By Nancy Churchill
A Progressive Visionary
Union-bashing is all the conservative rage these days. In an article clearly designed to turn up the heat, George Will (Chicago Tribune, Dec. 16, 2012) claims “resentment of union power has been accumulating like steam in a boiler,” while Republicans enact new “right-to-work” laws in states like Wisconsin and Michigan. The demise of unions is at hand!
Not so fast! The photo accompanying Will’s article shows “Union members from around the country [rallying] … at the Michigan State Capitol … to protest a vote on right-to-work legislation.” Hmmmm. Looks like support, not resentment, of union power! Perhaps “the news of the death of unions has been greatly exaggerated,” to paraphrase Mark Twain.
Businesses are essentially top-down, non-democratic serfdoms, composed of lords at the top, worker-serfs at the bottom and managers in between. Profit is the only driving force, so the less the serfs receive, the more profit rises to the top.
Prior to the last century, workers labored in horrible, hazardous sweatshops with low pay and long hours. Only when workers organized themseves into unions, in the democratic tradition, did conditions improve for workers. Various unions represented members in specific workplaces and industries, but they also lobbied broadly and tirelessly for safety and pay equity laws that benefited workers everywhere. By mid-century, workers had won concessions not even dreamed of a century before: paid vacations, a 40-hour work week, retirement benefits and a minimum wage.
But unions were too successful — worker benefits became too costly, so something had to be done! Employers weren’t daft enough to directly bash their bread and butter, their workers, so they targeted unions instead. Unions must be bankrupted so workers will lose their representation; stripping union power strips worker power. As unions are crushed, so are those benefits once taken for granted.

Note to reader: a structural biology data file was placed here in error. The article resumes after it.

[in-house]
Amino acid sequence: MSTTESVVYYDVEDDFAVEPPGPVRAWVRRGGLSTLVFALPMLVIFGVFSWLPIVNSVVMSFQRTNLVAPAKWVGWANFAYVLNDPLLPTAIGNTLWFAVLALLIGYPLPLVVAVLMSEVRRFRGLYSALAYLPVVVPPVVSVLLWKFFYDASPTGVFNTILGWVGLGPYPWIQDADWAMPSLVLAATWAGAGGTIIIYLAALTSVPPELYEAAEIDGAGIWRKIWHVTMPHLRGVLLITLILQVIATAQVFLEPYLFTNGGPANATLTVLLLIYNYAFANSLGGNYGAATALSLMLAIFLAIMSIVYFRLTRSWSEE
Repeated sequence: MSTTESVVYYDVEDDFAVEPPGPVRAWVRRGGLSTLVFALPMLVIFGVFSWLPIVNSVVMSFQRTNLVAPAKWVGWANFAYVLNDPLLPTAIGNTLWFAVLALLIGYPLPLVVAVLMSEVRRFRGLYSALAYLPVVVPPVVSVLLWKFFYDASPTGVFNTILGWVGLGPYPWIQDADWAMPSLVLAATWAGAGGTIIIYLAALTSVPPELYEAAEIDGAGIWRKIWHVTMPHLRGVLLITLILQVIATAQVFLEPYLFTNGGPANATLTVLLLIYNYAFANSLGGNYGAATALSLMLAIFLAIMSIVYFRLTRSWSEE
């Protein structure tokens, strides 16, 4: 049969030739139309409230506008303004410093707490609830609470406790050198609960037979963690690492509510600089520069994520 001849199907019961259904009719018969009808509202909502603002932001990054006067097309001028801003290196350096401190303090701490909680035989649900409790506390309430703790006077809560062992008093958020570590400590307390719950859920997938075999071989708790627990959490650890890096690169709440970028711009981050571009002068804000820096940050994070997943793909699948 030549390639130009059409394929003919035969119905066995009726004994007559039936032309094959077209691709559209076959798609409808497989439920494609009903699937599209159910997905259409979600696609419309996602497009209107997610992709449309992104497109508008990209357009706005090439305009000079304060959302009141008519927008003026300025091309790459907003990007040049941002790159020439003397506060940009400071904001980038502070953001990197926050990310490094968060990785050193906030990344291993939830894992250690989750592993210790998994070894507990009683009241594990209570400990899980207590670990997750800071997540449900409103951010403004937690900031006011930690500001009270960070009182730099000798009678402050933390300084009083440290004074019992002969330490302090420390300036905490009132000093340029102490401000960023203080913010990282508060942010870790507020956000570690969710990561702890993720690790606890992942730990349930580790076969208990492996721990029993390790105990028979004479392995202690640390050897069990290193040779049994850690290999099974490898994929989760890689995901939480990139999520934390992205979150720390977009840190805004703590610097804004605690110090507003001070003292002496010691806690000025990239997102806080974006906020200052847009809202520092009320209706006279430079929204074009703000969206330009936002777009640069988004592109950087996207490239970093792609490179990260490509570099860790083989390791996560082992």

As for the “right-to-work” campaign, these laws are not designed to end “coerced funding of the Democratic Party,” as Will claims, since the National Labor Relations Act already prohibits coerced funding. “[E]mployees who object to full union membership may continue as ‘core’ members,” it stipulates, “and pay only that share of dues used directly for representation. … Known as objectors, they are no longer full members but are still protected by the union contract.”
The Act requires “core” members to pay for the representation and protection they receive, as they should. Yet, Will calls that a “requirement of paying union dues as a condition of employment.” So, “Right To Work” is needed to force unions to represent non-members free. Who pays for something if they can get it free?
Right-to-work is really a stealth effort to put unions out of business. It’s an anti-democratic assault designed to oppress workers. But widespread public support for unions, on full display in Wisconsin and Michigan, can make the difference in this struggle for worker rights. Union bashers could win a few battles, but ultimately lose the war.
The rights unions protect may be your own!
Highlights of Nancy Churchill’s life are growing up in Congo, Africa, until she was 15, racing stock cars as an adult from 1976 until 2001, and writing as a liberal political junkie since the early ’90s. She lives in Oregon, Ill.
From the Jan. 16-22, 2013, issue